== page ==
(Maybe you could find the thread with a search.)
I'm very happy that my triple's been ordered and is on it's way.
And, actually, in my case, it will be about the same weight or even a bit less. It's an upgrade on quality, so it'll be lighter material.
|Get the triple. . .||js5280|
May 29, 2002 9:25 AM
|The weight penalty is minimal and the wear and tear on your knees and ethusiasm too large. Colorado warrants a triple for the typical rider that knocks off an occasional mt. road/pass and even on some straight-line tornado windy days. Sounds like this guy didn't want to bother ordering the parts you specifically asked for, which is concerning. BTW I live in Denver. Have fun w/ the new bike!|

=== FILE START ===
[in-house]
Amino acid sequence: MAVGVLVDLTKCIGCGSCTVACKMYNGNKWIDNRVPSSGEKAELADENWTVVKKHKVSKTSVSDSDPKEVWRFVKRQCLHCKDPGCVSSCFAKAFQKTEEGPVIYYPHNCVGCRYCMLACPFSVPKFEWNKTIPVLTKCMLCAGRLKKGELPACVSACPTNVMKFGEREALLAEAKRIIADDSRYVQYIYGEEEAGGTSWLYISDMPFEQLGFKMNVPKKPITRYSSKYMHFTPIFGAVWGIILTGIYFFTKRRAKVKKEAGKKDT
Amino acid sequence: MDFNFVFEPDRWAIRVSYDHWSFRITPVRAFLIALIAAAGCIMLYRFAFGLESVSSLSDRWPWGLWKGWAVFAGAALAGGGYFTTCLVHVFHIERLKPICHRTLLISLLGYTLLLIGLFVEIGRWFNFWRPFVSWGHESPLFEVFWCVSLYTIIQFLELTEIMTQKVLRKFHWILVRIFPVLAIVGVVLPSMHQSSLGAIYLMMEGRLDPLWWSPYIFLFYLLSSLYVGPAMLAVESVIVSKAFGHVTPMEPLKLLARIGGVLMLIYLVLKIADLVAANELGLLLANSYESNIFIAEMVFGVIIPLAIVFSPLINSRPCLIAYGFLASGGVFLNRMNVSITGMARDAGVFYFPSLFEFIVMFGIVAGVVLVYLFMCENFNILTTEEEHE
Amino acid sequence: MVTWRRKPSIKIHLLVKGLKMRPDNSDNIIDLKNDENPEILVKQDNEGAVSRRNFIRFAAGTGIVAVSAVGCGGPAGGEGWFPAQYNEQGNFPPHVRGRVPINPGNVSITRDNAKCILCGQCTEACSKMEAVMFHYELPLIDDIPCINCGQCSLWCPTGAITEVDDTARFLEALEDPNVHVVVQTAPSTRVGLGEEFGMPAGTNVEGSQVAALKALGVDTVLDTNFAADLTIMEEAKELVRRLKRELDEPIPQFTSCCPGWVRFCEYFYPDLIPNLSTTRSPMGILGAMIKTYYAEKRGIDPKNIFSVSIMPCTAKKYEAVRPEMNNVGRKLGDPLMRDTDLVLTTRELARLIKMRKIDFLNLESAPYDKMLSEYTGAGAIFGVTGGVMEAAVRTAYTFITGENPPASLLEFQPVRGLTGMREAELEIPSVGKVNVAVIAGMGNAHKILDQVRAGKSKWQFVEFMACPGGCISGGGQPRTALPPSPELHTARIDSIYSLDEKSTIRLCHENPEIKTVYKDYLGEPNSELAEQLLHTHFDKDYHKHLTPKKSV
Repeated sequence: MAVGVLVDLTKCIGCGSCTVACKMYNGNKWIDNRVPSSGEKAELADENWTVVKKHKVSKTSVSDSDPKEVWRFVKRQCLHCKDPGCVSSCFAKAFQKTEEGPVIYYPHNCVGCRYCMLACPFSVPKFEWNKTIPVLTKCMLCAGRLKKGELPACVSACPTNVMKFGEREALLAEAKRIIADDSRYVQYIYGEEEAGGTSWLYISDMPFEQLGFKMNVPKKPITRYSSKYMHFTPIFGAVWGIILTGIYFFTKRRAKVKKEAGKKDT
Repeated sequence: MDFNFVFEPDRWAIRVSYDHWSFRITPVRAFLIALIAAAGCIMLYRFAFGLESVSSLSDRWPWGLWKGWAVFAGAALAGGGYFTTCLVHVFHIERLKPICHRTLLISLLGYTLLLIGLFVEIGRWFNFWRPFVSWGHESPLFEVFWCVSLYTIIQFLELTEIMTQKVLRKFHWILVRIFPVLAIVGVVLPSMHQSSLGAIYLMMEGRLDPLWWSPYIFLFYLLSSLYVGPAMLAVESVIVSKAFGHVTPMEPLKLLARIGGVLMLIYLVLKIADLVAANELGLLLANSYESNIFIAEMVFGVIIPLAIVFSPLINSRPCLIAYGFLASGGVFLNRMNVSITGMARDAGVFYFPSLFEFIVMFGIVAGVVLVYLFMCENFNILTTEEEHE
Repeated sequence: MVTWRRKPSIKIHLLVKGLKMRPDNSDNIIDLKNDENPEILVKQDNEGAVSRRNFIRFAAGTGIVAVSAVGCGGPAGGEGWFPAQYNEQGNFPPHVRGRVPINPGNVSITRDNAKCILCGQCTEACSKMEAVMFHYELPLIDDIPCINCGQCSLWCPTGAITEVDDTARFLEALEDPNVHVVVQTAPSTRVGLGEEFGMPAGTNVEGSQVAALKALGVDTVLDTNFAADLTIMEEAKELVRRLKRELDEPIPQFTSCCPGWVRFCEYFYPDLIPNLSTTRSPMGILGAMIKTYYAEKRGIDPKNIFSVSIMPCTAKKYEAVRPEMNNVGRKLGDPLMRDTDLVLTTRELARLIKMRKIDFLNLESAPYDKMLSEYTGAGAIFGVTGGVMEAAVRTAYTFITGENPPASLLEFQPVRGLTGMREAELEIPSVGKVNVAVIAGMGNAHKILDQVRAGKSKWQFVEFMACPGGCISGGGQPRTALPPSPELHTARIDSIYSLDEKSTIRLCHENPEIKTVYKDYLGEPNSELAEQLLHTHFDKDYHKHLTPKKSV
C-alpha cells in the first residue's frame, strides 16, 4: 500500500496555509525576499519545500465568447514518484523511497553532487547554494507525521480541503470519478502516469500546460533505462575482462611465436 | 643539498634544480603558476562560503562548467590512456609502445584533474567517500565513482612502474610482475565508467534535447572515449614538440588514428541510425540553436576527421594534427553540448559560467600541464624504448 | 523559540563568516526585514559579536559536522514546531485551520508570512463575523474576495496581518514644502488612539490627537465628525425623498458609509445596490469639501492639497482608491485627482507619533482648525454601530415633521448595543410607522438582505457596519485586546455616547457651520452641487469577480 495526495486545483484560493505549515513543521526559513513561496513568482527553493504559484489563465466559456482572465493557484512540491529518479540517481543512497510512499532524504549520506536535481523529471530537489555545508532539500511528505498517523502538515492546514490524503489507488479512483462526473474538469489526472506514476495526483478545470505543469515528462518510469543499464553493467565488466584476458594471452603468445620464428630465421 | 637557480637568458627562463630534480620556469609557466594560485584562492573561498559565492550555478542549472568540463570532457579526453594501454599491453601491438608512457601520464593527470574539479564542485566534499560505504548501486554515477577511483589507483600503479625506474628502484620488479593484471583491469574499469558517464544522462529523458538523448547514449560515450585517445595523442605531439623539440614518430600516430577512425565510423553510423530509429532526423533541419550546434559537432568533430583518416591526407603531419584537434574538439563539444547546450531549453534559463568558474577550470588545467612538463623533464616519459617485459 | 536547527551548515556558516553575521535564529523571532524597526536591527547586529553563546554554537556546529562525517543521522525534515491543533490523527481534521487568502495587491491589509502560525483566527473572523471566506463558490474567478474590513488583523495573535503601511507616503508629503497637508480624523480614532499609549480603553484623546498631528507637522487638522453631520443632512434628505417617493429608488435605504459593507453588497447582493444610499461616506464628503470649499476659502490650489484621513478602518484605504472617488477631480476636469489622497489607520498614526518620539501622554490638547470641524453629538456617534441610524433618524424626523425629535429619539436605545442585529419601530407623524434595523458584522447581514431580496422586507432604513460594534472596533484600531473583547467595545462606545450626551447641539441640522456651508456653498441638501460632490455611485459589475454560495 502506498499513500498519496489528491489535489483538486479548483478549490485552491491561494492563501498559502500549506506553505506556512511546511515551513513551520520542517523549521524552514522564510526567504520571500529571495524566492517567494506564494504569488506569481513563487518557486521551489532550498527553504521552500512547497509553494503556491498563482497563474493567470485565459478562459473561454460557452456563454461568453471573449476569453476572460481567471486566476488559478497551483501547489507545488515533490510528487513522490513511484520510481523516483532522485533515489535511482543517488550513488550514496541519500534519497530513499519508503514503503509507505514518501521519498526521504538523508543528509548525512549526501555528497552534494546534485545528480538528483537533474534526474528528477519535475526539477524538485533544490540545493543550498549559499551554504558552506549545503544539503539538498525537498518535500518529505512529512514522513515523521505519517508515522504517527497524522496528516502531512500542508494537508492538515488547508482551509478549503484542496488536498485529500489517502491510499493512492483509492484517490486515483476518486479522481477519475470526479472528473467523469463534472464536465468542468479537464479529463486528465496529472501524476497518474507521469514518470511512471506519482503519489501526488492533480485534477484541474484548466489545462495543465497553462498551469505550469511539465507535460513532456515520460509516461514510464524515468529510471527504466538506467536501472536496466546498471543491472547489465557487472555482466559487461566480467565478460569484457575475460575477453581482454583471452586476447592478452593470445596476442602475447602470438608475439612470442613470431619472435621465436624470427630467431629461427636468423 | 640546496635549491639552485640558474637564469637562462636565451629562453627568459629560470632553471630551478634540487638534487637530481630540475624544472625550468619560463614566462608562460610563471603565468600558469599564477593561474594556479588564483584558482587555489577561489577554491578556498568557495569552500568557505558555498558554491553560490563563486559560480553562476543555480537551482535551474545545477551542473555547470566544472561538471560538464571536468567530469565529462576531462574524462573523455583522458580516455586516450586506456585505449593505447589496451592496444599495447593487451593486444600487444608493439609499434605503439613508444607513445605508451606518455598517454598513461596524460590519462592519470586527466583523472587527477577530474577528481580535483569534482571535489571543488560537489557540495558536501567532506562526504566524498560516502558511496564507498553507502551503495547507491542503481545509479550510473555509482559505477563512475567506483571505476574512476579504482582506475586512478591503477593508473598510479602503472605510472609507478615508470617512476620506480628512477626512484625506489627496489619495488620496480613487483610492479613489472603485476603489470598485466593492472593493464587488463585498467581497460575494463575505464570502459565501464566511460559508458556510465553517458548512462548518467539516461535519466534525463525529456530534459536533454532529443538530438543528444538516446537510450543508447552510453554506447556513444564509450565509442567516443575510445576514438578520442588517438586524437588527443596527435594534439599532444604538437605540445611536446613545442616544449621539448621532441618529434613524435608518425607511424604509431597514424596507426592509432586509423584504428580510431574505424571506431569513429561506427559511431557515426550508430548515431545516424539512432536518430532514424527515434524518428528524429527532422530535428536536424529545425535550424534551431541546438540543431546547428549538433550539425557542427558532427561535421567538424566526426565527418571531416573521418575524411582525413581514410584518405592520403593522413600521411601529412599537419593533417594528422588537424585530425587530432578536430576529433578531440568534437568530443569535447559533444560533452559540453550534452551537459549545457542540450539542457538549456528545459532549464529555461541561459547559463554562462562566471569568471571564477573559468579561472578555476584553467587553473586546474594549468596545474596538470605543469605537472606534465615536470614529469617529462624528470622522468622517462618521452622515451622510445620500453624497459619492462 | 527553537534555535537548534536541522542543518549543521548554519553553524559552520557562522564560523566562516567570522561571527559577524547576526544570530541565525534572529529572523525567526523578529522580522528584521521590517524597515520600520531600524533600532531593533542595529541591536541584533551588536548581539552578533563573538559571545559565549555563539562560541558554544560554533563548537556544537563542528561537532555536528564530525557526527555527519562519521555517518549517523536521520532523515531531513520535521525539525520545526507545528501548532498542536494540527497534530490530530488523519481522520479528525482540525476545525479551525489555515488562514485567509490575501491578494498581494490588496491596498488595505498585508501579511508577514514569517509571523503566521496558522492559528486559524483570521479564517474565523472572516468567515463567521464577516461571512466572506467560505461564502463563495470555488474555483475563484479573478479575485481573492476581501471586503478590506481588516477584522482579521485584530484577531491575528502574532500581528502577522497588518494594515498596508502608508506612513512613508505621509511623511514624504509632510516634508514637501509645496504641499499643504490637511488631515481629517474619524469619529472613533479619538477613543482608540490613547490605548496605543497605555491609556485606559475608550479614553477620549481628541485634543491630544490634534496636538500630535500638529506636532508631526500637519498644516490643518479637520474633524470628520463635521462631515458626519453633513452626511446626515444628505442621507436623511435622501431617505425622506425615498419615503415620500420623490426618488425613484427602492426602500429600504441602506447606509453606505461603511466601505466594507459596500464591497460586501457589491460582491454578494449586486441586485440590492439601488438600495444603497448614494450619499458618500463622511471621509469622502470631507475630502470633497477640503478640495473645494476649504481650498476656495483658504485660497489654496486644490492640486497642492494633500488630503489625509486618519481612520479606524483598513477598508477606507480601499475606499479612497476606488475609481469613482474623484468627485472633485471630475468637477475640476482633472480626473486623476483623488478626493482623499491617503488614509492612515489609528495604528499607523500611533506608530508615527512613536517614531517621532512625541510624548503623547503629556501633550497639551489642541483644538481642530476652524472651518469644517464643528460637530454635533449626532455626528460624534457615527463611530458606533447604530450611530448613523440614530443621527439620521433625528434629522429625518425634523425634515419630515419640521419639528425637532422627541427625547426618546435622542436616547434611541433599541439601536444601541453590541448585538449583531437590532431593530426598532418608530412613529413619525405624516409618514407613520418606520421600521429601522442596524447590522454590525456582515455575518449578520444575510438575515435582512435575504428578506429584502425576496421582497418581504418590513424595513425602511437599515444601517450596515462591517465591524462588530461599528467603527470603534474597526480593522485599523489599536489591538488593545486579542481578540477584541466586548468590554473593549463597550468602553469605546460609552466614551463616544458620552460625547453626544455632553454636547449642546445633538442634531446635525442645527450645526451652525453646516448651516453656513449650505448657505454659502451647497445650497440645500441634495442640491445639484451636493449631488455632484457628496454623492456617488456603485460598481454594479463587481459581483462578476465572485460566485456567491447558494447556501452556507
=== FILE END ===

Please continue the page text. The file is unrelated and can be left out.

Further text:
|Saw your post below. . .||js5280|
May 29, 2002 9:36 AM
|Sounds like you're on the south side (assuming Cherry Creek and Chatfield reserviors) I'm up north (120th and I25) but drop me an email if you want to go riding some time. BTW, 31, single, fit but not full of myself.|
|We have triples on all our bikes but the fixtes.||MB1|
May 29, 2002 9:31 AM
|Sure you can grunt up a hill in a gear too big. Why would you let your bike limit your riding?
Get the triple.
|re: Triple or not?||Me Dot Org|
May 29, 2002 9:33 AM
|I have a Campy Racing Triple (I know, an oxymoron). I would agree with most of what has been said.
Two things I would point out: Triples not only give you an ultimate lower range, they give you more choices in between. You can find a gear that matches up perfectly to the challenge at hand.
The other information is anecdotal. I'm 51, and not a racer. When I ride centuries, the young fast lions go past me early. Most of them I never see again.